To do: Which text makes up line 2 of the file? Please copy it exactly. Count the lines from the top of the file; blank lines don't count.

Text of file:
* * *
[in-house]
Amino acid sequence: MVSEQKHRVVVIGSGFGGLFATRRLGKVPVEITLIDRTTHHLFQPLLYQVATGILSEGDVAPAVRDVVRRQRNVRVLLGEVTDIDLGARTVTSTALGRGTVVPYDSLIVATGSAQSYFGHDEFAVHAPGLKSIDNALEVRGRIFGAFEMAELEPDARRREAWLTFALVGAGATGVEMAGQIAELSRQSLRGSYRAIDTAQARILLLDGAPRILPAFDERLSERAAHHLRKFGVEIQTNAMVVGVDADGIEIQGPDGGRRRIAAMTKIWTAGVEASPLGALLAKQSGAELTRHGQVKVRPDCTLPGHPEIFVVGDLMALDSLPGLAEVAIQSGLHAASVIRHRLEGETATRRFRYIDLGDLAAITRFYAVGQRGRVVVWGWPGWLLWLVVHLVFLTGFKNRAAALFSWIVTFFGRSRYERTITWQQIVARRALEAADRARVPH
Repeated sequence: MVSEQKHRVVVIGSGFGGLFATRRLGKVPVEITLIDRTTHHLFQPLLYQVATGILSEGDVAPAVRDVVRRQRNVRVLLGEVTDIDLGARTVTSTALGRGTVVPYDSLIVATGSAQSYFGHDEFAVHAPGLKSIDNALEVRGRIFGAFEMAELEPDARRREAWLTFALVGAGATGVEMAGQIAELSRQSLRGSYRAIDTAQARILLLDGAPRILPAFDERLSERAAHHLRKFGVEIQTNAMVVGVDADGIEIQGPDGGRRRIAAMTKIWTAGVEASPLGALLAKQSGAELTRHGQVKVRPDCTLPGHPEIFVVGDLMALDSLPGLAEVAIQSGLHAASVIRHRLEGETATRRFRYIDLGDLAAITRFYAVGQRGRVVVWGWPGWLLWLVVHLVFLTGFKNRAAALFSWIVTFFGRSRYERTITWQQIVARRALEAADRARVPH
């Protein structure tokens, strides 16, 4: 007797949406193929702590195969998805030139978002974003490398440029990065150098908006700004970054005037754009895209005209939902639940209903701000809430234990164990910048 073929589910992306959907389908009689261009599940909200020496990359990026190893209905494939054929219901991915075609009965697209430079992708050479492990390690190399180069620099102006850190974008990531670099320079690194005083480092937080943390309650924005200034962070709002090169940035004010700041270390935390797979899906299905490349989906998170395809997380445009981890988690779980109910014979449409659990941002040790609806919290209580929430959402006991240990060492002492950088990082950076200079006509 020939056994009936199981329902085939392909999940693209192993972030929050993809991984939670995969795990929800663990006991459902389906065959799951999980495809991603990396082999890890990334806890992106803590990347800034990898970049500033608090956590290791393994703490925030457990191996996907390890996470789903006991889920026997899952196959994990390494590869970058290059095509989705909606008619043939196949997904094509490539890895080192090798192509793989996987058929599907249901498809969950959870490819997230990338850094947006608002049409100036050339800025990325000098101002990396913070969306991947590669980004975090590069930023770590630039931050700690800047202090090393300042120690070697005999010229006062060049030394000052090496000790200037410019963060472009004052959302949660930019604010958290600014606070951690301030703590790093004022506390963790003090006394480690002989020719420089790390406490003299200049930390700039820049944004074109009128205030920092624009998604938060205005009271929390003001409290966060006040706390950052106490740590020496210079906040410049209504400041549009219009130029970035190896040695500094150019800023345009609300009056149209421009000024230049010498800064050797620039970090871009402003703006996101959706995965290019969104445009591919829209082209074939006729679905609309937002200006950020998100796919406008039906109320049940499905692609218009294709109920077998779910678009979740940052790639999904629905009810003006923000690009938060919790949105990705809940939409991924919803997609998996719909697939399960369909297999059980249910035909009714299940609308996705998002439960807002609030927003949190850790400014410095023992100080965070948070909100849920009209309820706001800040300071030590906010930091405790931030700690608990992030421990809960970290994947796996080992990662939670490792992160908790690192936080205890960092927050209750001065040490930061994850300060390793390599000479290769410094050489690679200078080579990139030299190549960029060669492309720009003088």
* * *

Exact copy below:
Amino acid sequence: MVSEQKHRVVVIGSGFGGLFATRRLGKVPVEITLIDRTTHHLFQPLLYQVATGILSEGDVAPAVRDVVRRQRNVRVLLGEVTDIDLGARTVTSTALGRGTVVPYDSLIVATGSAQSYFGHDEFAVHAPGLKSIDNALEVRGRIFGAFEMAELEPDARRREAWLTFALVGAGATGVEMAGQIAELSRQSLRGSYRAIDTAQARILLLDGAPRILPAFDERLSERAAHHLRKFGVEIQTNAMVVGVDADGIEIQGPDGGRRRIAAMTKIWTAGVEASPLGALLAKQSGAELTRHGQVKVRPDCTLPGHPEIFVVGDLMALDSLPGLAEVAIQSGLHAASVIRHRLEGETATRRFRYIDLGDLAAITRFYAVGQRGRVVVWGWPGWLLWLVVHLVFLTGFKNRAAALFSWIVTFFGRSRYERTITWQQIVARRALEAADRARVPH